Traditional temple

News analysis | BJD on temple development frenzy in Odisha

Unfazed by the controversies over the development of the surroundings of the Jagannath temple in Puri and the Lingaraj temple in Bhubaneswar, the Naveen Patnaik government has continued to inject massive funds for the facelift of Hindu religious places across Odisha, a decision widely seen as beating the BJP at its own game.

Mr Patnaik inaugurated the new Tara Tarini temple on the bank of the Rushikulya River in his home district of Ganjam on May 18, the fifth and final day of the special pujas.

Redeveloped at an estimated expense of ₹115 crore, the old temple received several tourist amenities such as drinking water facilities, toilets, state-of-the-art lighting systems, and new roads and cable cars.

President Surjya Narayan Patro and Minister of Forests and Environment Bikram Keshari Arukha and a group of MPs accompanied the Chief Minister to the scene.

“Odisha is the land of gods. The tradition of Shakti Puja in Odisha is very old. In the villages of Odisha, worship of deities has existed since time immemorial,” Mr. Patnaik said.

Upon returning to the state capital, the Odisha CM wasted no time in approving the Chandi Temple development in Cuttack at an estimated expense of ₹70 crore.

The project is part of the “Integrated Development of Heritage, Monuments and Tourist Destinations” supported by the 5T Department (Transparency, Technology, Teamwork, Time and Transformation) led by VK Pandian, Lieutenant of confidence of the CM.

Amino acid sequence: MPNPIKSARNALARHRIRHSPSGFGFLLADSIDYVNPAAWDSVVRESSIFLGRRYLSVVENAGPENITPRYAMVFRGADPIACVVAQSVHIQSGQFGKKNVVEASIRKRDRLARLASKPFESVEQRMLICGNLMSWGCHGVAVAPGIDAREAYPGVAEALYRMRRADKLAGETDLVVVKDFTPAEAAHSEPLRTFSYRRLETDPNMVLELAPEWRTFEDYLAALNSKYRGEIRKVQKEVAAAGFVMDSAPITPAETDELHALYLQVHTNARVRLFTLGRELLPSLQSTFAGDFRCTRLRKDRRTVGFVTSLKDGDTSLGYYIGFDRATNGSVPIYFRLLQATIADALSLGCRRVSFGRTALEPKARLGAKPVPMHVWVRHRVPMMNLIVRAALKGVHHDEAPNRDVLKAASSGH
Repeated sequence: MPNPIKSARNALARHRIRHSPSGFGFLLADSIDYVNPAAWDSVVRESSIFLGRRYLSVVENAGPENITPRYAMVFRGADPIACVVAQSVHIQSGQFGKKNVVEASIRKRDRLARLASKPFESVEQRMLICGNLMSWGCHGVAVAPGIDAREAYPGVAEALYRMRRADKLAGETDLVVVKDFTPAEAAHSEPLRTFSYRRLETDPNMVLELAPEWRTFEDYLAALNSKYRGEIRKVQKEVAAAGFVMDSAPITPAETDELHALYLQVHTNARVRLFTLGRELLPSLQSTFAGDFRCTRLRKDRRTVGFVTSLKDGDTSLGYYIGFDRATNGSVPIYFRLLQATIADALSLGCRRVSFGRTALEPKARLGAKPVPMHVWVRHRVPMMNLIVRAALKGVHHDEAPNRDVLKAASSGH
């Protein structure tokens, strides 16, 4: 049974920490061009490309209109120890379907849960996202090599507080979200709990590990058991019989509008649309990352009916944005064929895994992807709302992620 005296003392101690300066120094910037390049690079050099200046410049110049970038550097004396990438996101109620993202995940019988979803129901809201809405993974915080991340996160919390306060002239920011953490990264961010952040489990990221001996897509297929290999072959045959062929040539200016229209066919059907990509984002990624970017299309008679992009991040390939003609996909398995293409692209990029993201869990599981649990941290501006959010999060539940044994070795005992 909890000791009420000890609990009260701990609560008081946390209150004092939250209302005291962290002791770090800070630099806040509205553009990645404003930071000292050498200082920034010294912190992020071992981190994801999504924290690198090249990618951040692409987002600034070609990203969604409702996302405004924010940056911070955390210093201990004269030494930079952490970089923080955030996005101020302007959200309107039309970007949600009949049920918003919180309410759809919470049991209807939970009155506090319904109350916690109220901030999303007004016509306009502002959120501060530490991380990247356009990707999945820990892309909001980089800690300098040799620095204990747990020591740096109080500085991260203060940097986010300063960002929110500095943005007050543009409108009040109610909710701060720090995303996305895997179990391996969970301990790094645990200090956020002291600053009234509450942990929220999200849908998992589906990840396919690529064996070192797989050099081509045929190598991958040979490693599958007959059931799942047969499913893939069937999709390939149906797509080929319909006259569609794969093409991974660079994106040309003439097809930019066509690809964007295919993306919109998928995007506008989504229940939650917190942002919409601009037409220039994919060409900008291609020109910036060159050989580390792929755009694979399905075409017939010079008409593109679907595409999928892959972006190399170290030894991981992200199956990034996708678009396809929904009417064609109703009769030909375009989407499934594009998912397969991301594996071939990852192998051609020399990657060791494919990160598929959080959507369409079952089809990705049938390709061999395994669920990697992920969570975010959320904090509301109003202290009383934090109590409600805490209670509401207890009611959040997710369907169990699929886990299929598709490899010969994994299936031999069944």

On April 27, Mr Patnaik gave the go-ahead for the ₹100 crore development of Nilamadhav Temple, Kantilo in Cuttack district. Nilamadhav Temple, Rahasbihari Mandap, Raghunath Mutt and Batamangala Temple will also be developed.

The day before, April 26, Mr. Pandian visited Sarala Temple in Jagatsinghpur district and reviewed the scope of development around the temple. In all likelihood, the government could announce a temple development project worth millions of rupees.

At present, the state government has spearheaded the ₹200 crore Samaleswari temple development expedition in Sambalpur district. Simultaneous temple renovations were undertaken in Mayurbhanj, Puri and Khordha districts. According to a senior leader of Biju Janata Dal (BJD), at least one temple from each district would be taken over for redevelopment.

Setbacks of projects

The BJD government led by Mr. Patnaik has, however, experienced setbacks in its flagship projects – the 12th century Jagannath temple, Puri and the 11th century Lingaraj temple.

The ₹800 crore Shree Mandir Parikrama project in Puri and the ₹700 crore peripheral redevelopment of the Lingaraj temple had sparked controversy when the BJD government was criticized for trampling on archaeological treasures in its unwavering determination to give the temples a facelift .

Work around the Lingaraj temple has almost ceased after the Archaeological Survey of India (ASI) came across ancient temple structures under the land identified for redevelopment around the 900-year-old temple.